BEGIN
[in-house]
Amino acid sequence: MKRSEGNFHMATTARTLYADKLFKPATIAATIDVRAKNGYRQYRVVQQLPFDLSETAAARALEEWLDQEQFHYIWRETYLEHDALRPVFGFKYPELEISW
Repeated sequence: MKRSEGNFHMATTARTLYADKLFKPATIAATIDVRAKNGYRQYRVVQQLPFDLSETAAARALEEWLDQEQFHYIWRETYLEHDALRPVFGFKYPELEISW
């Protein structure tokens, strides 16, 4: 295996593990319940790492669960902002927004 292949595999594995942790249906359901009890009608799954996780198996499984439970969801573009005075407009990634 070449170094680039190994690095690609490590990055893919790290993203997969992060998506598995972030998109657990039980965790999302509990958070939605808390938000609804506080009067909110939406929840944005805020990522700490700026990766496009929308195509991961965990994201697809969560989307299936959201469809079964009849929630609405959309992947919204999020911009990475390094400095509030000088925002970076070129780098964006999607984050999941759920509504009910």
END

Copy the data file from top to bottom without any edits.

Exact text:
[in-house]
Amino acid sequence: MKRSEGNFHMATTARTLYADKLFKPATIAATIDVRAKNGYRQYRVVQQLPFDLSETAAARALEEWLDQEQFHYIWRETYLEHDALRPVFGFKYPELEISW
Repeated sequence: MKRSEGNFHMATTARTLYADKLFKPATIAATIDVRAKNGYRQYRVVQQLPFDLSETAAARALEEWLDQEQFHYIWRETYLEHDALRPVFGFKYPELEISW
């Protein structure tokens, strides 16, 4: 295996593990319940790492669960902002927004 292949595999594995942790249906359901009890009608799954996780198996499984439970969801573009005075407009990634 070449170094680039190994690095690609490590990055893919790290993203997969992060998506598995972030998109657990039980965790999302509990958070939605808390938000609804506080009067909110939406929840944005805020990522700490700026990766496009929308195509991961965990994201697809969560989307299936959201469809079964009849929630609405959309992947919204999020911009990475390094400095509030000088925002970076070129780098964006999607984050999941759920509504009910």